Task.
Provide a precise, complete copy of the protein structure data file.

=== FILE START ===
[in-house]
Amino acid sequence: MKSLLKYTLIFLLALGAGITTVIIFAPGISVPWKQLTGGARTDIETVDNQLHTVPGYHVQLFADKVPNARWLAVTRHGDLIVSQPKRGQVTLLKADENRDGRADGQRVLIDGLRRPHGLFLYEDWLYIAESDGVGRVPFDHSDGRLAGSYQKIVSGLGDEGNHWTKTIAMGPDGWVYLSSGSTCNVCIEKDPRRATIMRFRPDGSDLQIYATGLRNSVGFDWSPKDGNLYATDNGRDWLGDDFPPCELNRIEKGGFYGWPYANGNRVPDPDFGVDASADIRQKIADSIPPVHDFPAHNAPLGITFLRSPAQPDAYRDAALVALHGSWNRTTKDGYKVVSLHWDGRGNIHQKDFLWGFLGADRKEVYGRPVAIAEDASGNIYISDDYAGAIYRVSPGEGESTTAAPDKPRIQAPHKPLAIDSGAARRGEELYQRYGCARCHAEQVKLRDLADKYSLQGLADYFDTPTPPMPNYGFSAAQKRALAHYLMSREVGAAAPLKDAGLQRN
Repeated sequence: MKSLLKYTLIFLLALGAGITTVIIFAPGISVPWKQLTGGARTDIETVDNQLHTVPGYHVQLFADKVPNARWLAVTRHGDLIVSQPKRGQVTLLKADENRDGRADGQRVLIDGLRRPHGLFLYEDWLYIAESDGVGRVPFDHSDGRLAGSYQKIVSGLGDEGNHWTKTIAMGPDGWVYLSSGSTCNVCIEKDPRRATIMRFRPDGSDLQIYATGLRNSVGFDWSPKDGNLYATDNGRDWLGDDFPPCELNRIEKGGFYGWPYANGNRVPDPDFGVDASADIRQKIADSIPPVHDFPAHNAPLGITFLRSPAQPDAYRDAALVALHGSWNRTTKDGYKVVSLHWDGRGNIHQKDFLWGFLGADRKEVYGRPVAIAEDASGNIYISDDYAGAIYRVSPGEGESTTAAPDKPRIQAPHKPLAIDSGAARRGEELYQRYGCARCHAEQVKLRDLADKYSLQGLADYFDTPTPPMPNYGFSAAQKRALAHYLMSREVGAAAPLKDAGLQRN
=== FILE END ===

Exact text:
[in-house]
Amino acid sequence: MKSLLKYTLIFLLALGAGITTVIIFAPGISVPWKQLTGGARTDIETVDNQLHTVPGYHVQLFADKVPNARWLAVTRHGDLIVSQPKRGQVTLLKADENRDGRADGQRVLIDGLRRPHGLFLYEDWLYIAESDGVGRVPFDHSDGRLAGSYQKIVSGLGDEGNHWTKTIAMGPDGWVYLSSGSTCNVCIEKDPRRATIMRFRPDGSDLQIYATGLRNSVGFDWSPKDGNLYATDNGRDWLGDDFPPCELNRIEKGGFYGWPYANGNRVPDPDFGVDASADIRQKIADSIPPVHDFPAHNAPLGITFLRSPAQPDAYRDAALVALHGSWNRTTKDGYKVVSLHWDGRGNIHQKDFLWGFLGADRKEVYGRPVAIAEDASGNIYISDDYAGAIYRVSPGEGESTTAAPDKPRIQAPHKPLAIDSGAARRGEELYQRYGCARCHAEQVKLRDLADKYSLQGLADYFDTPTPPMPNYGFSAAQKRALAHYLMSREVGAAAPLKDAGLQRN
Repeated sequence: MKSLLKYTLIFLLALGAGITTVIIFAPGISVPWKQLTGGARTDIETVDNQLHTVPGYHVQLFADKVPNARWLAVTRHGDLIVSQPKRGQVTLLKADENRDGRADGQRVLIDGLRRPHGLFLYEDWLYIAESDGVGRVPFDHSDGRLAGSYQKIVSGLGDEGNHWTKTIAMGPDGWVYLSSGSTCNVCIEKDPRRATIMRFRPDGSDLQIYATGLRNSVGFDWSPKDGNLYATDNGRDWLGDDFPPCELNRIEKGGFYGWPYANGNRVPDPDFGVDASADIRQKIADSIPPVHDFPAHNAPLGITFLRSPAQPDAYRDAALVALHGSWNRTTKDGYKVVSLHWDGRGNIHQKDFLWGFLGADRKEVYGRPVAIAEDASGNIYISDDYAGAIYRVSPGEGESTTAAPDKPRIQAPHKPLAIDSGAARRGEELYQRYGCARCHAEQVKLRDLADKYSLQGLADYFDTPTPPMPNYGFSAAQKRALAHYLMSREVGAAAPLKDAGLQRN